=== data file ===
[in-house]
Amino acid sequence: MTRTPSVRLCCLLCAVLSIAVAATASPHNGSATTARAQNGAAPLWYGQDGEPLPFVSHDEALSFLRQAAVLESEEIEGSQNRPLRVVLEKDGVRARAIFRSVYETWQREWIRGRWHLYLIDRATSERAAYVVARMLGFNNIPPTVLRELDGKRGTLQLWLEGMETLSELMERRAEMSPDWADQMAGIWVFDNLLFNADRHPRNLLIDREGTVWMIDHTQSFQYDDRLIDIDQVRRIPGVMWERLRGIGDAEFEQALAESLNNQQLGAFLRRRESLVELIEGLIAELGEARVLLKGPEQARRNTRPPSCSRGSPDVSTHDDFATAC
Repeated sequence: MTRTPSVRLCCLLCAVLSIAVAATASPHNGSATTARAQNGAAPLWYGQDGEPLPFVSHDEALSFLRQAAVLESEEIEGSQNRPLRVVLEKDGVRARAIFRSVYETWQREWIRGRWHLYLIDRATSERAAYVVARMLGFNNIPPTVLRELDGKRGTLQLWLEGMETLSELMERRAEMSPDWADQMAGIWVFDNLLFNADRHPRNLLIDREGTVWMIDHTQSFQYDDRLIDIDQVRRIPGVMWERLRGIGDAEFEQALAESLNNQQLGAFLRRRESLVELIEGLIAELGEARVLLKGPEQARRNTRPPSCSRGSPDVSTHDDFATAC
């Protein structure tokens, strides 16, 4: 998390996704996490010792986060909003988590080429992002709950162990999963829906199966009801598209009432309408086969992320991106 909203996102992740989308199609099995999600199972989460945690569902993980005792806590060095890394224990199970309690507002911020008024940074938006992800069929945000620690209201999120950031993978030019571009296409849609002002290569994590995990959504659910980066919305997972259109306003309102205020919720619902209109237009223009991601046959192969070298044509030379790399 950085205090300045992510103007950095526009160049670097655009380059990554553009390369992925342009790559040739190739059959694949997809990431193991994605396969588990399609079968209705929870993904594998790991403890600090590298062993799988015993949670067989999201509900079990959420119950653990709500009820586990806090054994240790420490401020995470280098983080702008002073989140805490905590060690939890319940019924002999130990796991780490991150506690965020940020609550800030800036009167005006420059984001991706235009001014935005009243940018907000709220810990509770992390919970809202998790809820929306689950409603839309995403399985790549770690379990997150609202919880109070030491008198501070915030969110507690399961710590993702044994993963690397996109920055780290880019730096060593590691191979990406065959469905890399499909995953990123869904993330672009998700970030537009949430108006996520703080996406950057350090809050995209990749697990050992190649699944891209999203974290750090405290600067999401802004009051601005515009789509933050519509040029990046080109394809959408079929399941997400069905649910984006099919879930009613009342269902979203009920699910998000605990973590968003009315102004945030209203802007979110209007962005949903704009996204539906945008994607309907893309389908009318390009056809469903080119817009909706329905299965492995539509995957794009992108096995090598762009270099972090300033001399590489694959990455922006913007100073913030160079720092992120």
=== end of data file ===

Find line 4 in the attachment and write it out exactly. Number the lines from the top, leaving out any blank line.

């Protein structure tokens, strides 16, 4: 998390996704996490010792986060909003988590080429992002709950162990999963829906199966009801598209009432309408086969992320991106 909203996102992740989308199609099995999600199972989460945690569902993980005792806590060095890394224990199970309690507002911020008024940074938006992800069929945000620690209201999120950031993978030019571009296409849609002002290569994590995990959504659910980066919305997972259109306003309102205020919720619902209109237009223009991601046959192969070298044509030379790399 950085205090300045992510103007950095526009160049670097655009380059990554553009390369992925342009790559040739190739059959694949997809990431193991994605396969588990399609079968209705929870993904594998790991403890600090590298062993799988015993949670067989999201509900079990959420119950653990709500009820586990806090054994240790420490401020995470280098983080702008002073989140805490905590060690939890319940019924002999130990796991780490991150506690965020940020609550800030800036009167005006420059984001991706235009001014935005009243940018907000709220810990509770992390919970809202998790809820929306689950409603839309995403399985790549770690379990997150609202919880109070030491008198501070915030969110507690399961710590993702044994993963690397996109920055780290880019730096060593590691191979990406065959469905890399499909995953990123869904993330672009998700970030537009949430108006996520703080996406950057350090809050995209990749697990050992190649699944891209999203974290750090405290600067999401802004009051601005515009789509933050519509040029990046080109394809959408079929399941997400069905649910984006099919879930009613009342269902979203009920699910998000605990973590968003009315102004945030209203802007979110209007962005949903704009996204539906945008994607309907893309389908009318390009056809469903080119817009909706329905299965492995539509995957794009992108096995090598762009270099972090300033001399590489694959990455922006913007100073913030160079720092992120």